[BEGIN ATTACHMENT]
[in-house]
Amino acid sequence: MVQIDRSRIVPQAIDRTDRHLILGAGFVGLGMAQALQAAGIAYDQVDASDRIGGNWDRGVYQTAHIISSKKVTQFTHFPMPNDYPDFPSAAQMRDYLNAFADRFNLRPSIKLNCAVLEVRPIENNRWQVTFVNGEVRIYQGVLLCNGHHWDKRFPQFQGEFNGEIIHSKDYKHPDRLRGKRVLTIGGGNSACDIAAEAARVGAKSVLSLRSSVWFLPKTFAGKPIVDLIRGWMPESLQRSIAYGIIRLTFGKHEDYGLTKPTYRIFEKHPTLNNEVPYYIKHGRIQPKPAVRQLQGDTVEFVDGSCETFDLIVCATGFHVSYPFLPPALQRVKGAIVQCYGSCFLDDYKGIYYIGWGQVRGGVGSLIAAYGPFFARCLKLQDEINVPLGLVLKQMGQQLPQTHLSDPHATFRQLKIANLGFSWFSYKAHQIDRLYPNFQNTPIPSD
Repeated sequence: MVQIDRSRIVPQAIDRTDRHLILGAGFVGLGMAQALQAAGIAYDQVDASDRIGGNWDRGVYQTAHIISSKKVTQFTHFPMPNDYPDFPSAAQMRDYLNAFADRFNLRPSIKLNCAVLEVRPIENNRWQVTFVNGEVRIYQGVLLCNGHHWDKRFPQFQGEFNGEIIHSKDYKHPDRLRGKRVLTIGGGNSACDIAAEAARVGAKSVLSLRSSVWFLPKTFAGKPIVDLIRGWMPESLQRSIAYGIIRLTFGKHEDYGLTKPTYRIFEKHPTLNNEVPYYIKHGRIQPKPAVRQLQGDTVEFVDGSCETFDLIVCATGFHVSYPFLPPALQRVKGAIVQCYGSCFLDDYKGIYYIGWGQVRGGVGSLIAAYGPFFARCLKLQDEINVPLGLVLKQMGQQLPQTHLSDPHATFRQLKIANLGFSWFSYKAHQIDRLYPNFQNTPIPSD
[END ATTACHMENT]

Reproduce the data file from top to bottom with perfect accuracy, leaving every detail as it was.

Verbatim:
[in-house]
Amino acid sequence: MVQIDRSRIVPQAIDRTDRHLILGAGFVGLGMAQALQAAGIAYDQVDASDRIGGNWDRGVYQTAHIISSKKVTQFTHFPMPNDYPDFPSAAQMRDYLNAFADRFNLRPSIKLNCAVLEVRPIENNRWQVTFVNGEVRIYQGVLLCNGHHWDKRFPQFQGEFNGEIIHSKDYKHPDRLRGKRVLTIGGGNSACDIAAEAARVGAKSVLSLRSSVWFLPKTFAGKPIVDLIRGWMPESLQRSIAYGIIRLTFGKHEDYGLTKPTYRIFEKHPTLNNEVPYYIKHGRIQPKPAVRQLQGDTVEFVDGSCETFDLIVCATGFHVSYPFLPPALQRVKGAIVQCYGSCFLDDYKGIYYIGWGQVRGGVGSLIAAYGPFFARCLKLQDEINVPLGLVLKQMGQQLPQTHLSDPHATFRQLKIANLGFSWFSYKAHQIDRLYPNFQNTPIPSD
Repeated sequence: MVQIDRSRIVPQAIDRTDRHLILGAGFVGLGMAQALQAAGIAYDQVDASDRIGGNWDRGVYQTAHIISSKKVTQFTHFPMPNDYPDFPSAAQMRDYLNAFADRFNLRPSIKLNCAVLEVRPIENNRWQVTFVNGEVRIYQGVLLCNGHHWDKRFPQFQGEFNGEIIHSKDYKHPDRLRGKRVLTIGGGNSACDIAAEAARVGAKSVLSLRSSVWFLPKTFAGKPIVDLIRGWMPESLQRSIAYGIIRLTFGKHEDYGLTKPTYRIFEKHPTLNNEVPYYIKHGRIQPKPAVRQLQGDTVEFVDGSCETFDLIVCATGFHVSYPFLPPALQRVKGAIVQCYGSCFLDDYKGIYYIGWGQVRGGVGSLIAAYGPFFARCLKLQDEINVPLGLVLKQMGQQLPQTHLSDPHATFRQLKIANLGFSWFSYKAHQIDRLYPNFQNTPIPSD